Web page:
Wednesday, November 3, 2010

"COME" Is Not A Suggestion, Leash Acceptance Not Optional

A reliable COME command can save a dog's life.  It is essential for many reasons that D comes when you ask, and come immediately.  In the dog trialing world, therefore, a reliable come is one of the things regularly tested for to obtain a Qualifying Score.  In agility, "come" or "here" is what helps bring D back on track if they misread your body language or the next obstacle command.  Handlers whose dogs go trotting off sniffing some scent or run out of the ring to visit a bystander, don't have a reliable enough "come" command.

The payoff for coming on command has to be bigger than the payoff for not coming.  In Susan Garrett vocabulary, you must "build value into the desired behavior".

My Definition of COME: Whatever D is doing, they quit doing it and come immediately to you and stay by you until released.  Control of your D can include grabbing their collar, putting a leash on them, having a reliable sit/stay at your feet or at your side, telling them to crate up or get in the car or house).

TRAINING: To train a reliable and immediate "come" with ease, get a whole bunch of high value treats (tuna, cheese, hot dogs, tasty crackers) in your pocket and keep them there all day for several days.  Start with your puppy.  At random moments throughout the day, (starting close by but eventually across the yard and from different rooms) say

DOG'S NAME/COME   . . . . . . . Maxie, come!

Encourage them to come by patting your leg and making eye contact.  The exact moment they get to you, pat their head, hook their collar and ply them with a generous treat, and generous praise.  Say "Good come".  (Not "good dog".)  Pet D and show your excitement that they listened.  Pick them up, whirl them around, etc.  Then release them.  "Okay, go play."

Vary, and gradually fade out the treats, the praise and the petting, and encourage them to just come and sit quietly in heel position or directly in front of you until they are released.

At various intervals, as they sit you should also clip on their leash or slip one over their heads, then treat generously. "Good come.  Good sit."  Throughout their life, D should show NO resistance to being put on leash, so training both the come command and leash acceptance simultaneously is efficient and makes sense.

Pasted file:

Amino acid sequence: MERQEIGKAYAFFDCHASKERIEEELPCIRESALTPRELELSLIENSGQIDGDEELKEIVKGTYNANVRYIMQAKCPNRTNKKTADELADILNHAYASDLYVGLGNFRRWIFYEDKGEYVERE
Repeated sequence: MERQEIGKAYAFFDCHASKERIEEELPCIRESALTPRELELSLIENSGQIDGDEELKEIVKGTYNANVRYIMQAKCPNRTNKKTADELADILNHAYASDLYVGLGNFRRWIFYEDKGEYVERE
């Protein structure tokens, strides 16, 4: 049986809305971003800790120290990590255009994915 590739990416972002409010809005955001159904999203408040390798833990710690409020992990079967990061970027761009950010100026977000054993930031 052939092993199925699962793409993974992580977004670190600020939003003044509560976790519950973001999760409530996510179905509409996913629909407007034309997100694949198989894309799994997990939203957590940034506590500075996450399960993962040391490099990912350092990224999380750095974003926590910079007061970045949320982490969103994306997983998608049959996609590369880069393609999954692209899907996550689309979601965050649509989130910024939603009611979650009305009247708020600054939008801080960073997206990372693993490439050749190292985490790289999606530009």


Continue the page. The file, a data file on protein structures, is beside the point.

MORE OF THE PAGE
Reinforcement:  Throughout D's life, at unpredictable moments, give D a really nice treat for coming. Never forget to reinforce good behavior periodically, or suffer the consequences of taking things for granted.  We all know what happens to the ungrateful wretches of this world!

GROUP "COME" EXERCISE:  I have 4 dogs.  I line them all up in a sit//stay.  I leave the room and go around a corner.  Willow follows me as she will not sit/stay for anything.  The others stay.  I say "Maxie, Come", and Maxie races to me for a treat.  I say "Lucky, Come", and Lucky rip roars to me for a treat.  I say "FoohFooh, Come", and he comes for a treat.  I sit them all again, go back to where they originally were, and call them again, changing the order.  If they come without being called, and at first they do -- they get nothing -- no treat, no acknowledgment, no fussing at them.  I don't even notice them until it's time to start the next round.  Within short order, they are waiting to hear their name called before leaving their spot. Sometimes I wait a whole minute before calling the first name.  They think this is such great fun they are wriggling with excitement, eyes beaming, intently focused. Because of their enthusiasm and my growing confidence that I can control them if it becomes really necessary, I think it's fun too.

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